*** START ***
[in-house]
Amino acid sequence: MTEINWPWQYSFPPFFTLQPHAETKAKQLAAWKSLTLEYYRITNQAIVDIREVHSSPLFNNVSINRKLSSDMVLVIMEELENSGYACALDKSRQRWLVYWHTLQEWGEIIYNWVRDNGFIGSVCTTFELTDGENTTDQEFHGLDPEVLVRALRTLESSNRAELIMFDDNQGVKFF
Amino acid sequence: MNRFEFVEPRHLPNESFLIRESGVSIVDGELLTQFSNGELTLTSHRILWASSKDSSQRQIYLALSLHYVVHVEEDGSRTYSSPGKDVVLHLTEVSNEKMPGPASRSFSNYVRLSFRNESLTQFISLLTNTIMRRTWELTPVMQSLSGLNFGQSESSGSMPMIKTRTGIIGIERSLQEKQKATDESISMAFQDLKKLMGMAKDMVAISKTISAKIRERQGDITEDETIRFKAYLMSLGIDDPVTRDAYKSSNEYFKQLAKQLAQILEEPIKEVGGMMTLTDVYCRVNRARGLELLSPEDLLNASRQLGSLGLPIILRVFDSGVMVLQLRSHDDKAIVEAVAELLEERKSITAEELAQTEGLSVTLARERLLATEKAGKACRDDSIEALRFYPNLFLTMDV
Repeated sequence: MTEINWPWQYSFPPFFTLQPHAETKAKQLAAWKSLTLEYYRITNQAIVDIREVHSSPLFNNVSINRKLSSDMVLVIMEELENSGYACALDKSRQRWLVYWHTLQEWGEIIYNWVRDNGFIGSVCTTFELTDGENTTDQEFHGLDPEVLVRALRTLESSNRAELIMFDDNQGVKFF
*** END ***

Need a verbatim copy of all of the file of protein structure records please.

[in-house]
Amino acid sequence: MTEINWPWQYSFPPFFTLQPHAETKAKQLAAWKSLTLEYYRITNQAIVDIREVHSSPLFNNVSINRKLSSDMVLVIMEELENSGYACALDKSRQRWLVYWHTLQEWGEIIYNWVRDNGFIGSVCTTFELTDGENTTDQEFHGLDPEVLVRALRTLESSNRAELIMFDDNQGVKFF
Amino acid sequence: MNRFEFVEPRHLPNESFLIRESGVSIVDGELLTQFSNGELTLTSHRILWASSKDSSQRQIYLALSLHYVVHVEEDGSRTYSSPGKDVVLHLTEVSNEKMPGPASRSFSNYVRLSFRNESLTQFISLLTNTIMRRTWELTPVMQSLSGLNFGQSESSGSMPMIKTRTGIIGIERSLQEKQKATDESISMAFQDLKKLMGMAKDMVAISKTISAKIRERQGDITEDETIRFKAYLMSLGIDDPVTRDAYKSSNEYFKQLAKQLAQILEEPIKEVGGMMTLTDVYCRVNRARGLELLSPEDLLNASRQLGSLGLPIILRVFDSGVMVLQLRSHDDKAIVEAVAELLEERKSITAEELAQTEGLSVTLARERLLATEKAGKACRDDSIEALRFYPNLFLTMDV
Repeated sequence: MTEINWPWQYSFPPFFTLQPHAETKAKQLAAWKSLTLEYYRITNQAIVDIREVHSSPLFNNVSINRKLSSDMVLVIMEELENSGYACALDKSRQRWLVYWHTLQEWGEIIYNWVRDNGFIGSVCTTFELTDGENTTDQEFHGLDPEVLVRALRTLESSNRAELIMFDDNQGVKFF